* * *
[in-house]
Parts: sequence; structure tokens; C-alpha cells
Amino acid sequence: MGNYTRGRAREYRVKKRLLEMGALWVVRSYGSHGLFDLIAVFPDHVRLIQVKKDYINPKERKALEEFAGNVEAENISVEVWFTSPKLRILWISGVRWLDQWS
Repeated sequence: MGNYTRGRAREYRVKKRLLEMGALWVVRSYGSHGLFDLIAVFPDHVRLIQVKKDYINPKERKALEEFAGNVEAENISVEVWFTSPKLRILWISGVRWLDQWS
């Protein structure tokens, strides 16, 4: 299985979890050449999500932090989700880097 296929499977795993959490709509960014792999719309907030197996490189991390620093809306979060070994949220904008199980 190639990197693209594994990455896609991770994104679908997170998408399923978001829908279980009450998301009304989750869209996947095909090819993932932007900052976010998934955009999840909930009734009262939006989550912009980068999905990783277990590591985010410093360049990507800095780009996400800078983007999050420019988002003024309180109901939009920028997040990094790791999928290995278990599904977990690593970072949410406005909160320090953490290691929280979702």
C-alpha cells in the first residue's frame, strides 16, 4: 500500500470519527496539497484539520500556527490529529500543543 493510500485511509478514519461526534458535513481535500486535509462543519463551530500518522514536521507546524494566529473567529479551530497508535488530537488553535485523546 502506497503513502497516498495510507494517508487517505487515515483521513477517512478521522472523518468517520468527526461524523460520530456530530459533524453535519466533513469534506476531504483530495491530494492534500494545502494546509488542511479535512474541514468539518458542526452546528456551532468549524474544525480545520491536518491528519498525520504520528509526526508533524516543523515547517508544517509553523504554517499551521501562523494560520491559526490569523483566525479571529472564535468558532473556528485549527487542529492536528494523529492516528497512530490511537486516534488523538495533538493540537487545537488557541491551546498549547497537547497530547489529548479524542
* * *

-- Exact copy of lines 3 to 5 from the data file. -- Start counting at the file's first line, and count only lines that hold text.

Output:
Amino acid sequence: MGNYTRGRAREYRVKKRLLEMGALWVVRSYGSHGLFDLIAVFPDHVRLIQVKKDYINPKERKALEEFAGNVEAENISVEVWFTSPKLRILWISGVRWLDQWS
Repeated sequence: MGNYTRGRAREYRVKKRLLEMGALWVVRSYGSHGLFDLIAVFPDHVRLIQVKKDYINPKERKALEEFAGNVEAENISVEVWFTSPKLRILWISGVRWLDQWS
């Protein structure tokens, strides 16, 4: 299985979890050449999500932090989700880097 296929499977795993959490709509960014792999719309907030197996490189991390620093809306979060070994949220904008199980 190639990197693209594994990455896609991770994104679908997170998408399923978001829908279980009450998301009304989750869209996947095909090819993932932007900052976010998934955009999840909930009734009262939006989550912009980068999905990783277990590591985010410093360049990507800095780009996400800078983007999050420019988002003024309180109901939009920028997040990094790791999928290995278990599904977990690593970072949410406005909160320090953490290691929280979702």